Gosh, should we feel guilty about that? Should we also feel guilty that, as a result of medical advances brought about by our generation, younger people will live even longer, and have better health, than us?
The truth is, the Lucky Generation are in authority and have been for years now.
Apparently I failed to get the memo telling me I am in authority! Probably fewer than 1% of us ever had our hands on the levers of power and influence. 99% of us were simply living in a country, and a world, where things were happening that we barely understood and had no control over. (I have never lived in a ward or constituency where my vote made the slightest difference to which candidate won). We took sensible (or not so sensible) opportunities when we could, and some of us succeeded, some failed, and most just muddled through.
The recent disclosure that nearly one million young people are unemployed reveals how difficult it will be for many students to pay off the debts with which we have saddled them.
The vast majority of those students wouldn’t have got to university in 1965! Only about 5% did so. With extra opportunities, there is often an extra cost.
They have already persuaded the Government to make it impossible for employers to get rid of them just because they reach the age of 65, while also ensuring that many Boomers will be able to claim their pension two or three years earlier than anyone entering the workforce now.
(Hm! In effect, I retired at 54, because the company I worked for was failing and I took voluntary redundancy as the least worst option). As I mentioned above, a consequence of living longer is that all the stages of life start and finish later. (Suppose a future generation lives to be 1000. Would it still be sensible to argue about retiring at 65? Or even to talk about a single sequence such as “education, work, retirement”?)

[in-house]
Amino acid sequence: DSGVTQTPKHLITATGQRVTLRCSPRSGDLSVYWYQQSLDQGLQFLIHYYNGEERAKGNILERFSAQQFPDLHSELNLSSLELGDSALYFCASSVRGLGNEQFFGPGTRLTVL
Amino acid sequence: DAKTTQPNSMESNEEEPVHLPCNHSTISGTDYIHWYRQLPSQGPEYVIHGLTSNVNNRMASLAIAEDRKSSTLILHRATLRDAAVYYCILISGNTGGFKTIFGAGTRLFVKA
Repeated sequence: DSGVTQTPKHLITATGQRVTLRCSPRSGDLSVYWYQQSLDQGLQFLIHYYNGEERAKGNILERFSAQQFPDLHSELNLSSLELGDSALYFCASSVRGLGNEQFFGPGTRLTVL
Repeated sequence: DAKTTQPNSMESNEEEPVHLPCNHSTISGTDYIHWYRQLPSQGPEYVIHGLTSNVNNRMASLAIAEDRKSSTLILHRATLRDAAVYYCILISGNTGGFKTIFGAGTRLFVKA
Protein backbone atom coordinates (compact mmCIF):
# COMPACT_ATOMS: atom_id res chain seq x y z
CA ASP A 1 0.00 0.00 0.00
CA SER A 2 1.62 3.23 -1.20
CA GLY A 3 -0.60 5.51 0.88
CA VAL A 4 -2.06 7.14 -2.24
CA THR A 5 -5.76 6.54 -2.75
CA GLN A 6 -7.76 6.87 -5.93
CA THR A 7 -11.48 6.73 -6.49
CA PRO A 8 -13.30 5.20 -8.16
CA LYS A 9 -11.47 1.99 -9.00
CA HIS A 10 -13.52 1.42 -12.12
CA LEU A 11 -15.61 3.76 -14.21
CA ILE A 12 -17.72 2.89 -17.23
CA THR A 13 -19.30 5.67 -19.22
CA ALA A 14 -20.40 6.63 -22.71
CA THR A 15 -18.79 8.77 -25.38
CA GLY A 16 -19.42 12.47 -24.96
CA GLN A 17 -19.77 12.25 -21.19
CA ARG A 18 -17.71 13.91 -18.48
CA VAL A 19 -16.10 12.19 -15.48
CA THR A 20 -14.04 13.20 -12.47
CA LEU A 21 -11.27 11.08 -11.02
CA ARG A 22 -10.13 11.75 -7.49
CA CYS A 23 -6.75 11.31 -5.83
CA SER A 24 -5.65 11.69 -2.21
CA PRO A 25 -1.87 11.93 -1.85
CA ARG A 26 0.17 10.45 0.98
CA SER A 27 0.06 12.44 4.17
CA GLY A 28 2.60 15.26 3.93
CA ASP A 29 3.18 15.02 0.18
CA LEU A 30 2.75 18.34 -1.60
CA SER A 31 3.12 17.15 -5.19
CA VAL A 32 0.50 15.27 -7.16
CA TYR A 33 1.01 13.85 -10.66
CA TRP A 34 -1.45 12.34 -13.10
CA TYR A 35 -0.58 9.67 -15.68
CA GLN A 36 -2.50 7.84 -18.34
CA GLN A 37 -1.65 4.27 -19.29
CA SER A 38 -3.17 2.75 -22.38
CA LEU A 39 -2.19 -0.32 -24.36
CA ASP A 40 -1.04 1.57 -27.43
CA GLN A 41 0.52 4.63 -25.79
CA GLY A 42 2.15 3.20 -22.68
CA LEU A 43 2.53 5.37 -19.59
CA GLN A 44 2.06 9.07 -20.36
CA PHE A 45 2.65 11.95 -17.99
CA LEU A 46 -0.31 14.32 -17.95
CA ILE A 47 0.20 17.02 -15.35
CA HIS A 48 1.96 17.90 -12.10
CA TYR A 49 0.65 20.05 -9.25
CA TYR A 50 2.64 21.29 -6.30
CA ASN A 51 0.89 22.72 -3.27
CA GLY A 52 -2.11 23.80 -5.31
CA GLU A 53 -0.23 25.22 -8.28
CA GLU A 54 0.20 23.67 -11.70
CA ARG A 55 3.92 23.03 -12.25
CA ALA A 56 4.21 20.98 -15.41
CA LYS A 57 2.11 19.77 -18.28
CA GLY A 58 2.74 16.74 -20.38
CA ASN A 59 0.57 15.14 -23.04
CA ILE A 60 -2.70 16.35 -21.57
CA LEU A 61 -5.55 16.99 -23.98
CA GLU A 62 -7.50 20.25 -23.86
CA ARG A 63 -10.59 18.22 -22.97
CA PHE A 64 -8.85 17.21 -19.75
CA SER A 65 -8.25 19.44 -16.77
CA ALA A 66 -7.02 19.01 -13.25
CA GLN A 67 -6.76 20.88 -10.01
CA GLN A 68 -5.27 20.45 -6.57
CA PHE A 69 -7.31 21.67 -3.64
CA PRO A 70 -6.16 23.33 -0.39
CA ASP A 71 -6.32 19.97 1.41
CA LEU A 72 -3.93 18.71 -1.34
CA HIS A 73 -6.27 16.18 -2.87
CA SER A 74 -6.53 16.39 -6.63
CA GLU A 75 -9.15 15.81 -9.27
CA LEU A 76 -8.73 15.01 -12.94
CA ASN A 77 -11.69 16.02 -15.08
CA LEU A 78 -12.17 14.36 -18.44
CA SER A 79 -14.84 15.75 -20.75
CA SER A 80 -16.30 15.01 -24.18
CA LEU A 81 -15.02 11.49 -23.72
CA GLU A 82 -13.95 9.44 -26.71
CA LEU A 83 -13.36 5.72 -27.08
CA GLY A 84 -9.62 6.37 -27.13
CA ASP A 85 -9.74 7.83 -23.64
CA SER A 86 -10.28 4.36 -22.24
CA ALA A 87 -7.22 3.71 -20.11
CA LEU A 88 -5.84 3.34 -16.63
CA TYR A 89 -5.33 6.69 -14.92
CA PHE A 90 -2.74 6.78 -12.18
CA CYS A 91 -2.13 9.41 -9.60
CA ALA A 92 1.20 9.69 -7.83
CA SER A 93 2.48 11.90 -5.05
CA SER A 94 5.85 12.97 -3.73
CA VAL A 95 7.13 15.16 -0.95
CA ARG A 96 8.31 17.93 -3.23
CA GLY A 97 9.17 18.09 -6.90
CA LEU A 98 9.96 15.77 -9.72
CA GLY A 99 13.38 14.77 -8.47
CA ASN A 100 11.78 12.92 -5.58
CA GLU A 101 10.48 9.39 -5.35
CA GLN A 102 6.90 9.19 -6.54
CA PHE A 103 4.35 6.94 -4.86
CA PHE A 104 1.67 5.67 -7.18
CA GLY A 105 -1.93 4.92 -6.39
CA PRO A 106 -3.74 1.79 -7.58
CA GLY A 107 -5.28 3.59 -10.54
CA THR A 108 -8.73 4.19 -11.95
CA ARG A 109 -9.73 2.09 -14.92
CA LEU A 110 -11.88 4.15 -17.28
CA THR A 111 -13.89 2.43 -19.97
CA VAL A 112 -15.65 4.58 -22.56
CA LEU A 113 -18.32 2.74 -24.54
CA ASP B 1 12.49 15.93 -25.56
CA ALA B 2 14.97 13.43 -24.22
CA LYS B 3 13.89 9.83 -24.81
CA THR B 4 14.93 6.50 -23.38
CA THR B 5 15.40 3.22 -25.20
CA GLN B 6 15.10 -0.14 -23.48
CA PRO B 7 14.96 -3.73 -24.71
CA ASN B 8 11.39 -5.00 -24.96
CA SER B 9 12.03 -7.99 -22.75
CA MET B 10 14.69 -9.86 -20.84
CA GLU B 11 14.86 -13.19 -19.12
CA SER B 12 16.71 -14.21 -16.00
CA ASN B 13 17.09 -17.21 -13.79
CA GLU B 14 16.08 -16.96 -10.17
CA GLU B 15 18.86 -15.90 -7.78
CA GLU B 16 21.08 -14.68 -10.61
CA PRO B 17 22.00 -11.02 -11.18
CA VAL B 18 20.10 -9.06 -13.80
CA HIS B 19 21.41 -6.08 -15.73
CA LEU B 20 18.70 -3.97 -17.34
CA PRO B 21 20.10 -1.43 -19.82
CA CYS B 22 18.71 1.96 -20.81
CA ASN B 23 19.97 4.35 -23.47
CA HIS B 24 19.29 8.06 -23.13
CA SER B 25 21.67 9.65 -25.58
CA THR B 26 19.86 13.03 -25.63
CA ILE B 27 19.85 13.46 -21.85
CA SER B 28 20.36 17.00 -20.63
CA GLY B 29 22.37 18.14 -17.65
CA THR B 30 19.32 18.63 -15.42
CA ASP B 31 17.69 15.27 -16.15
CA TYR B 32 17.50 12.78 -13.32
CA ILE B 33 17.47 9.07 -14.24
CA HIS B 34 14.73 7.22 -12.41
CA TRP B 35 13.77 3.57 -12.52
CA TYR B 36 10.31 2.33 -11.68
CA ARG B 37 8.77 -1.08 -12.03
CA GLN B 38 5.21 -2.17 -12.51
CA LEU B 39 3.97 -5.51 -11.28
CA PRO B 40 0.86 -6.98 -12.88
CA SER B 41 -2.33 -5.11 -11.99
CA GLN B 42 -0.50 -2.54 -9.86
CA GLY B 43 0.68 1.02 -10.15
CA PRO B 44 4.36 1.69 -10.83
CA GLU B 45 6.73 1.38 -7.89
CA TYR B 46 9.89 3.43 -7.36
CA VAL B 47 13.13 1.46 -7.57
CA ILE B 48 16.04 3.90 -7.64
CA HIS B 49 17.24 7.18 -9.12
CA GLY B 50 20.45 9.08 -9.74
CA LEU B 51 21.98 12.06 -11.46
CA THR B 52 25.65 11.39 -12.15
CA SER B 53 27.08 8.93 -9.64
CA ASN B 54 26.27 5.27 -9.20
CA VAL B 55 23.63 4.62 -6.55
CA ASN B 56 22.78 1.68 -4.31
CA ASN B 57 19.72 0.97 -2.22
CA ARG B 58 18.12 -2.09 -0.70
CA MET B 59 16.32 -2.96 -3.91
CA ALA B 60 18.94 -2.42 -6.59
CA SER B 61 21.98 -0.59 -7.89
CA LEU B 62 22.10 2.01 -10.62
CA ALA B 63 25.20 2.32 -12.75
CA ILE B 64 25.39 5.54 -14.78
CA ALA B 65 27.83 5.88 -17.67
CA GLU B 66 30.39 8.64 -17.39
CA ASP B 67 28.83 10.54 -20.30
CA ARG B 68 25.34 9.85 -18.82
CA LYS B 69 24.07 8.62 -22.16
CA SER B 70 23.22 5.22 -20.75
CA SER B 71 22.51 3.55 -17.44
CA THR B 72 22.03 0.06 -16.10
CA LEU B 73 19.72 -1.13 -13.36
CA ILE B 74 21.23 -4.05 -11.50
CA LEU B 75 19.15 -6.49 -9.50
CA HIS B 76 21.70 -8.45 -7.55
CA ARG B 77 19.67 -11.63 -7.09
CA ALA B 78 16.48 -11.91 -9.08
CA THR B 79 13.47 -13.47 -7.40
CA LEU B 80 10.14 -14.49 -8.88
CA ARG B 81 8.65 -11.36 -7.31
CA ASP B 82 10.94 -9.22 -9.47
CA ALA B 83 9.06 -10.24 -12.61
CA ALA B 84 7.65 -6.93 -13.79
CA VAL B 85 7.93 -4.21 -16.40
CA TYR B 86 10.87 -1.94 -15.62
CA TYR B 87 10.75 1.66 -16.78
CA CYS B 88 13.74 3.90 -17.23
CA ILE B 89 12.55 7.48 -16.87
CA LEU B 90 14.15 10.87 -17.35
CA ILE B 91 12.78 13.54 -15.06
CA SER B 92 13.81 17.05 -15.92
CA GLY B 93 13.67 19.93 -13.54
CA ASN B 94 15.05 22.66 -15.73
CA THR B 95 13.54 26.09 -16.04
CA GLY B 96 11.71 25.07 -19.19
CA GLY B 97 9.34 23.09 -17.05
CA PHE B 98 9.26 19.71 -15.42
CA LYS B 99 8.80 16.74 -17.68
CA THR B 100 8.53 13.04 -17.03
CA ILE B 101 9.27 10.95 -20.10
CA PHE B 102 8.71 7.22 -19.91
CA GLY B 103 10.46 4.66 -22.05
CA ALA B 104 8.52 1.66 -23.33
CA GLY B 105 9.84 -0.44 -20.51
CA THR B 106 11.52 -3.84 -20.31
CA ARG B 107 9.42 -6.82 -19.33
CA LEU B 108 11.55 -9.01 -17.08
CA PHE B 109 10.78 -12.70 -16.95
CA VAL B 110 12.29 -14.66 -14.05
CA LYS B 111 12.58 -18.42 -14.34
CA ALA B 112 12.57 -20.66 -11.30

Getting on for a million of this generation have taken themselves off to live in parts of continental Europe where they think the weather is kinder and the fags and booze are cheaper.
That number means, of course, that the vast majority of this generation have not done this! So why taint the rest of us by implication? (If those people typically sold their houses when they moved elsewhere, hasn’t this achieved what some of the “intergenerational lobbyists” are wanting? Isn’t this a good thing?)
It strikes me as more of a wonder the streets aren’t full of demonstrators demanding compulsory euthanasia.
Perhaps (unlike Jeremy Paxman) they have thought this through, and realise that they will potentially live even longer, and don’t want the following generations demanding the same of them!
- The myth of the UK baby-boom
- The myth of a baby-boom-led housing crisis
- Some fallacies in “Hoarding of Housing: The intergenerational crisis in the market”
- Simple example of how The Intergenerational Foundation is wrong about housing
- The politics of envy in intergenerational analysis
- More reasons to be cautious about “intergenerational unfairness”
And see these about about Angus Hanton, one of the people behind the Intergenerational Foundation: